中国舆论中已出现用经济制裁威慑日本的声音,并言之凿凿:日本经济对中国经济的依存度高于中国对日本。虽然中日经贸对峙对双方都有杀伤力,但中国承受能力远高于日本。然而,“打经济牌必须慎重,要实事求是地评估两国的承受力,理性客观地对待这个问题。”近日,谙熟中日经贸事务的学者如是告诉人民网记者。

Japan’s economy entered a long-term depression in the 1980s, with exports as the main driving force in economic development. Although European and American markets were the main factors in influencing Japan’s economy, China’s influence was no insignificant factor either.

自上世纪80年代中期始,日本经济陷入长期萧条,出口是其经济发展的最主要动力。虽然欧美市场是影响日本经济的最主要因素,但是对日本经济而言,中国因素早已不可忽视。

China is currently Japan’s biggest trading partner and its biggest export market. According to Japan’s Ministry of Finance statistics, Japan’s trade with and its exports to China stand at 19.7 percent and 20.6 percent respectively, in its total amount of foreign trade. After the European Union, America, and ASEAN, Japan is China’s fourth-largest trading partner.

中国是目前日本最大的贸易伙伴和最大出口对象国。据日本财务省统计,2011年日本对华贸易和对华出口将分别占日本外贸总额和出口总额的19.7%和20.6%。而日本在欧盟、美国、东盟之后,是中国的第四大贸易伙伴。

Analysts have pointed out that Japan’s economy is more dependent on China than vice versa. Even if economic and trade confrontation had the killing power of weapons on both sides, China’s ability to bear that was far stronger than Japan’s. Once China started economic and trade sanctions against Japan, this could lead to a Japanese economic crisis.

有分析人士指出,日本经济对中国经济的依存度高于中国对日本。虽然中日经贸对峙对双方都有杀伤力,但中国承受能力远高于日本。一旦中方启动经济制裁,可能引发日本经济危机。

Feng Zhaokui, a researcher with the National Japanese Economic Research Institute, told this People’s Daily Online reporter that taking economic countermeasures against Japan’s economy could have a greater than on China in theory. “However, the so-called ability to bear” is no mere matter of numbers.

而全国日本经济学会研究员冯昭奎则告诉人民网记者,对日本采取经济上的反制措施,理论上日本受到的影响大于中国。“但是所谓的‘承受能力’却不是光用数字就能够衡量的。

Feng Zhaokui says that since 2002, in Sino-Japanese trade, China has always recorded a trade deficit, mainly because much of the trade was in the field of production. The levels of bilateral import and export differed, and the weight of technological content differed. In the industry chain, Japan stood at the high end, and China mainly imported key core technological components from Japan, with high technological content, much added value, and if these imports were affected, the industrial chain would see disrupture, which would damage China’s production. Even as Sino-Japanese trade was gradually transforming from a vertical division of labor to a horizontal pattern, Japan generally was the side with goods of high technological content, high added value and maintained an edge there.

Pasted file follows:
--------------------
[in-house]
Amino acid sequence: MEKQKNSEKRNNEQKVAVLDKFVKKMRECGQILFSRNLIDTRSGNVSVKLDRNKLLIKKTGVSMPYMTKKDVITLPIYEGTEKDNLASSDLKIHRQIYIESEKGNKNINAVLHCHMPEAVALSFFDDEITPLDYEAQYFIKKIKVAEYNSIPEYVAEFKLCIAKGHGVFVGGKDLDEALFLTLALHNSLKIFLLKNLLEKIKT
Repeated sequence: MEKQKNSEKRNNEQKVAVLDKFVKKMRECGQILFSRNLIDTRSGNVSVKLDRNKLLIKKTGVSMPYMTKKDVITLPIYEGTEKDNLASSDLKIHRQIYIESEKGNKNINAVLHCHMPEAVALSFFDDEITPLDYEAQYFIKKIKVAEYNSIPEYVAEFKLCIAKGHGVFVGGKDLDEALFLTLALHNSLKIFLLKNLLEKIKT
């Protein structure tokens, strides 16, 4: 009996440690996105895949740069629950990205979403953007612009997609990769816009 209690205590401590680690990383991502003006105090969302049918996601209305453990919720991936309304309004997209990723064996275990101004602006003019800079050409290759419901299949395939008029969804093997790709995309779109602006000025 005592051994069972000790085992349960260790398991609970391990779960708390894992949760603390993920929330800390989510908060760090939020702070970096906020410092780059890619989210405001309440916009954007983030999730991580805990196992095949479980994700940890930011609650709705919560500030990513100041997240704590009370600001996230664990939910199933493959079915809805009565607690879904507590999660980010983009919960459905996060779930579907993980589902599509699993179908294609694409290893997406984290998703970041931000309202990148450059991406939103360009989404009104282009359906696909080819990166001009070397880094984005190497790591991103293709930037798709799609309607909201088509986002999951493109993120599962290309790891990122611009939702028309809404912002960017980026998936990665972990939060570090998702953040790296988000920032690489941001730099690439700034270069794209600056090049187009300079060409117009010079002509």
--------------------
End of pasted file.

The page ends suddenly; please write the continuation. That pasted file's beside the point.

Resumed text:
冯昭奎说,自2002年以来,在中日贸易中,中方一直处于逆差状态,主要原因在于中日之间在生产领域内的贸易所占比重较大。中日双方的进出口产品层次不同,技术含量不同。日本处于产业链的高端,中国从日本主要进口关键的核心零部件,技术含量高、附加值高,如果进口受影响,产业链将面临断裂,对中国将产生损害。尽管中日之间的贸易结构正在逐步从垂直分工向水平分工方向转化,但总体来看,日本在技术含量高、附加值高的产品方面仍占优势。

According to surveys, Japanese foreign direct investment (FDI) in China in 2011 was at 6.35 billion US dollars, an increase of 49.7 percent compared with the previous year. This was abut 40 percentage points more than the increase in what China attracted in overall FDI (9.72 percent). Japanese investment in China supported Japan’s economic recovery and growth; it also contributed to China’s economic development. Hasty economic sanctions against Japan could lead to Japanese companies withdrawal from China.

调查显示,2011年日本对华直接投资实际到位资金63.48亿美元,同比增速高达49.7%,而中国实际吸引外资增幅为9.72%,与此相比整整高出近40个百分点。日本对华投资有力地支持了日本经济的复苏和增长,也对中国经济的发展做出了贡献。如果轻率地对日本使用经济制裁,可能会导致在华日企撤离中国。

“China’s economic growth this year is voluntarily restricted to eight percent, which is to say that we are approaching the lower limit”, says Feng, as China adds twenty million new workforce annually. Our country has entered a period of accelerated promotion of economic transformation, it faces growing pressures from the global economy which complicate the external environment, with growing uncertain factors such as if the economy can maintain needed growth, and the job market may suffer blows. “Therefore, the economic card must be played cautiously, and the two countries’ ability to bear this be judged by seeking the truth in the facts, and this issue be dealt with rationally and objectively”.

“今年中国的经济增长率将自行控制在8%,对我们来说,是接近下线的。”冯昭奎说,而中国每年新增劳动力一两千万。我国已经进入加快推进经济转型的关键时期,面临着世界经济下行压力增大的复杂外部环境,不确定因素增强,如果经济不能保持适当的增速,就业市场就会受到冲击。“所以,打经济牌必须慎重,要实事求是地评估两国的承受力,理性客观地对待这个问题。”

The Rare-Earths Card